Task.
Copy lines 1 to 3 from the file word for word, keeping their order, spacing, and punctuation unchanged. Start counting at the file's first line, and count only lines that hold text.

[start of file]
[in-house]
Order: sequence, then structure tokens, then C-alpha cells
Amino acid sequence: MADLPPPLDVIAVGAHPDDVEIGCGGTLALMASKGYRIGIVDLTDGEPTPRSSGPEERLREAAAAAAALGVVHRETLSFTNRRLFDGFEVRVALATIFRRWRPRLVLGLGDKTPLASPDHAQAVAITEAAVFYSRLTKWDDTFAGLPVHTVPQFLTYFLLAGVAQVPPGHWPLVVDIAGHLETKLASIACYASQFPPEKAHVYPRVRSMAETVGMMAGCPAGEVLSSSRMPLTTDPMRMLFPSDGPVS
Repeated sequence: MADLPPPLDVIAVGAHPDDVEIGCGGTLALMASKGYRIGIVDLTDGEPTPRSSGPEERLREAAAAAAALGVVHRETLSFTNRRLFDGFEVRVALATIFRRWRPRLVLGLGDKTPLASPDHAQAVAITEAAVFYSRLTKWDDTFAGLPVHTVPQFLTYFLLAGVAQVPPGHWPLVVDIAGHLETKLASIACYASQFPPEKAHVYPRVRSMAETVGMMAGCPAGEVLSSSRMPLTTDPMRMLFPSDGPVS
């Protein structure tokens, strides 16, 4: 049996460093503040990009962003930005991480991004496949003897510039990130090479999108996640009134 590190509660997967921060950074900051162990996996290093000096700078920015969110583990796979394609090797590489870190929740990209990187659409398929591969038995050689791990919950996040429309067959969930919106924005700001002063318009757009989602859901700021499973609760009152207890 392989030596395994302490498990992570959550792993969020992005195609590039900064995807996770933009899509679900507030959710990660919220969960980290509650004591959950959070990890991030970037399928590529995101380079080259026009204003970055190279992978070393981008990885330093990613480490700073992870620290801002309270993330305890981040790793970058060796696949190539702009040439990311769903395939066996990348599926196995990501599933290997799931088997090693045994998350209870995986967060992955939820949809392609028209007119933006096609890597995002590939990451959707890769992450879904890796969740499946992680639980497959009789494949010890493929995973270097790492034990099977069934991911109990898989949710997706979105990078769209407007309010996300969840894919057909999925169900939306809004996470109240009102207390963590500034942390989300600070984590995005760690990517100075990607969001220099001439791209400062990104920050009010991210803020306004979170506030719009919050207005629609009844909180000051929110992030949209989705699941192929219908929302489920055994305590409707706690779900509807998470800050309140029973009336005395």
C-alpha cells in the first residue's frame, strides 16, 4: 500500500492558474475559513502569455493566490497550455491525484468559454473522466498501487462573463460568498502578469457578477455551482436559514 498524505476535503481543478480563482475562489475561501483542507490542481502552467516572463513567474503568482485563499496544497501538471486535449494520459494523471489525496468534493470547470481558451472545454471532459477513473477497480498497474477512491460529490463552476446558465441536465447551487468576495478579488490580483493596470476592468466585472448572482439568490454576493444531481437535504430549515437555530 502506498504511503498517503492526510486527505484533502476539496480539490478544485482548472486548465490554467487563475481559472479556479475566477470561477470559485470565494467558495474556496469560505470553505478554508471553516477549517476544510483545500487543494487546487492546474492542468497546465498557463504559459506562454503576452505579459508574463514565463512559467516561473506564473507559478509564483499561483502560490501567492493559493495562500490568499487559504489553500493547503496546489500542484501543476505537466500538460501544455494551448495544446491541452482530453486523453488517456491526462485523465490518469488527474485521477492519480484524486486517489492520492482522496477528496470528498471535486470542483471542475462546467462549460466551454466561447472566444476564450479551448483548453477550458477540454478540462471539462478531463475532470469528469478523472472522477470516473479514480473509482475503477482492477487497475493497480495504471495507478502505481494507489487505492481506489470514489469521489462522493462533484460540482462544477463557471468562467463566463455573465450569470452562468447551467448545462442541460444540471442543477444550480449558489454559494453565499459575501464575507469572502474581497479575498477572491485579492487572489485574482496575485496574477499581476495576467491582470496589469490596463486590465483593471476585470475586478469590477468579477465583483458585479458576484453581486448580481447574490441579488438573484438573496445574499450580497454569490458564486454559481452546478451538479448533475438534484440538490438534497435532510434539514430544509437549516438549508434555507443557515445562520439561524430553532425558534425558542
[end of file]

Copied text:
[in-house]
Order: sequence, then structure tokens, then C-alpha cells
Amino acid sequence: MADLPPPLDVIAVGAHPDDVEIGCGGTLALMASKGYRIGIVDLTDGEPTPRSSGPEERLREAAAAAAALGVVHRETLSFTNRRLFDGFEVRVALATIFRRWRPRLVLGLGDKTPLASPDHAQAVAITEAAVFYSRLTKWDDTFAGLPVHTVPQFLTYFLLAGVAQVPPGHWPLVVDIAGHLETKLASIACYASQFPPEKAHVYPRVRSMAETVGMMAGCPAGEVLSSSRMPLTTDPMRMLFPSDGPVS